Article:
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28 August 2018

How Can You Stand It?




Unless you have had your head in the sand or you, Dear Reader, are from another country who does not care about what President Trump says, you would know that there has been hoopla for awhile regarding kneeling during the playing of the National Anthem at the start of professional American football games.  This was started by former San Francisco 49ers quarterback Colin Kaepernick,  triggering a firestorm in 2016 when he decided to kneel during the national anthem to protest racial injustice.

The first question to ask, of course, is when did we start standing for the playing of the "Star-Spangled Banner," which hadn't even become our national anthem until the 20th century (and that designation is still in dispute -- recall singing, "America" on elementary school mornings, considering "America the Beautiful" as a kind of change-of-pace national anthem, and hearing Kate Smith and her rendition of "God Bless America" coming from somewhere near her large intestine starting NHL professional hockey games in my lifetime)?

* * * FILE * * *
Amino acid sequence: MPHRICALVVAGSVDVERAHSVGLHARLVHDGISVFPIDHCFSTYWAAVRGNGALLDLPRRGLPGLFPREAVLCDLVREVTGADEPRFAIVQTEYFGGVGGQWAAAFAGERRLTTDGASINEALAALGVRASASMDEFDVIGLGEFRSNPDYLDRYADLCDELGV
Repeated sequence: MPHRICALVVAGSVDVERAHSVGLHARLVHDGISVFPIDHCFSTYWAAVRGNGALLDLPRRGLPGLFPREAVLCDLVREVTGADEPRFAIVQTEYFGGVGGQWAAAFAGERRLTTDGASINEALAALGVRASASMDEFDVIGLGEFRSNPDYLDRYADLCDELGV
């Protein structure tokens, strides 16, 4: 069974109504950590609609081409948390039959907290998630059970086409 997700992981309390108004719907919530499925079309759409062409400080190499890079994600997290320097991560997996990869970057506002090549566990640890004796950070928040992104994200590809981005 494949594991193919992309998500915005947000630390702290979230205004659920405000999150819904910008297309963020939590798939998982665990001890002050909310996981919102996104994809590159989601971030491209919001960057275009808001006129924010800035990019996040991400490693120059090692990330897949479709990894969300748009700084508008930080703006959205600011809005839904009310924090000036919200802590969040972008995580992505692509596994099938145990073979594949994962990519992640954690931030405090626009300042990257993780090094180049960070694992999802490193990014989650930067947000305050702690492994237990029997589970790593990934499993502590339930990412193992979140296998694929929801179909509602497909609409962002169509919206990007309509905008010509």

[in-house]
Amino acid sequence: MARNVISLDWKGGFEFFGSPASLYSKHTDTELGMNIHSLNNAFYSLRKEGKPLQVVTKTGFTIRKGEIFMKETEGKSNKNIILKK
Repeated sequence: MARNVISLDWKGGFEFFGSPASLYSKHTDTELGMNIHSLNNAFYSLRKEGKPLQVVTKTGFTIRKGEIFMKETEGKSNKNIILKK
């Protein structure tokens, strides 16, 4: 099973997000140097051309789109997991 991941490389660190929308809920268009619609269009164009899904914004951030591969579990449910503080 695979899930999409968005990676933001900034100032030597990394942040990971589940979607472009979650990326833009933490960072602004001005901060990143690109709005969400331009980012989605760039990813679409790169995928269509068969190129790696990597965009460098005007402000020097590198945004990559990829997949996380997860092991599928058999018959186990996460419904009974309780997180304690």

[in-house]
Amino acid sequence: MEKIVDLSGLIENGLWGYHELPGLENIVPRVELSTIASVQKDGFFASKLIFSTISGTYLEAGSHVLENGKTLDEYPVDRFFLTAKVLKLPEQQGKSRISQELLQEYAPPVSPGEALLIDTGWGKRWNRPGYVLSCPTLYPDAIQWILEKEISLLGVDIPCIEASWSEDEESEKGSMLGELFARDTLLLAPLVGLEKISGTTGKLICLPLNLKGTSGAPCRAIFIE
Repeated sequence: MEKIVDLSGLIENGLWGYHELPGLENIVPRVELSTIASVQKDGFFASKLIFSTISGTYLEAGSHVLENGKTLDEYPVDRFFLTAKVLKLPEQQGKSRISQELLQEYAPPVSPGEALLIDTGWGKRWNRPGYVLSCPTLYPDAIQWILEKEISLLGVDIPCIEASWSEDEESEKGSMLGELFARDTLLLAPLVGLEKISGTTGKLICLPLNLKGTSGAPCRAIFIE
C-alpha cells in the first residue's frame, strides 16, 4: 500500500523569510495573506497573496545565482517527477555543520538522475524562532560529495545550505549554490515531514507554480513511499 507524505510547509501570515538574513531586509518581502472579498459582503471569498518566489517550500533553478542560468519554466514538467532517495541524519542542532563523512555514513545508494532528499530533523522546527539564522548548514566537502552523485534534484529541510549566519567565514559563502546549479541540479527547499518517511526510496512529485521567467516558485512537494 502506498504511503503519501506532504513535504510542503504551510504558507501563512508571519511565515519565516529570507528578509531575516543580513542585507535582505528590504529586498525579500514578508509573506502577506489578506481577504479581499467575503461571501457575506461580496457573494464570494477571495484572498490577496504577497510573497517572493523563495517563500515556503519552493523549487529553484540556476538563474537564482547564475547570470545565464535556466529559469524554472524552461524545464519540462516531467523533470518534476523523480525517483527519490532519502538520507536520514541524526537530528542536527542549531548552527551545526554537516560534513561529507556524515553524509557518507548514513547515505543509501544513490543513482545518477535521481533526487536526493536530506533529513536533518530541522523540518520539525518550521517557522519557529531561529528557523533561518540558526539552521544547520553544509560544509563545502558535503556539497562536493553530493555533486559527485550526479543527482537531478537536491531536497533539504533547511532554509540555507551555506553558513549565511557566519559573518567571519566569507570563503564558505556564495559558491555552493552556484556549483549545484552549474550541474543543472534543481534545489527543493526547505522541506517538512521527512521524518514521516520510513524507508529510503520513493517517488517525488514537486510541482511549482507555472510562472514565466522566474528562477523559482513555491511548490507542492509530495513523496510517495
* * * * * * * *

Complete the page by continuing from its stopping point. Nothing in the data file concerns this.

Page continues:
Of course, since we now have the internet, research has become so much easier to do, if not as definitive and perhaps lacking in authoritative veracity.  So, I "googled" the question, which resulted in two interesting items: One is from Digital Polarization Initiative (DigiPo), which, coincidentally talk about research ..., is an interesting project for students to "investigate questions of truth and authority on the web and publish their results."  I like how there are snipits of primary sources, like from the New York Times in 1918 as well as a reaching out to the NFL for confirmation.  Check it out.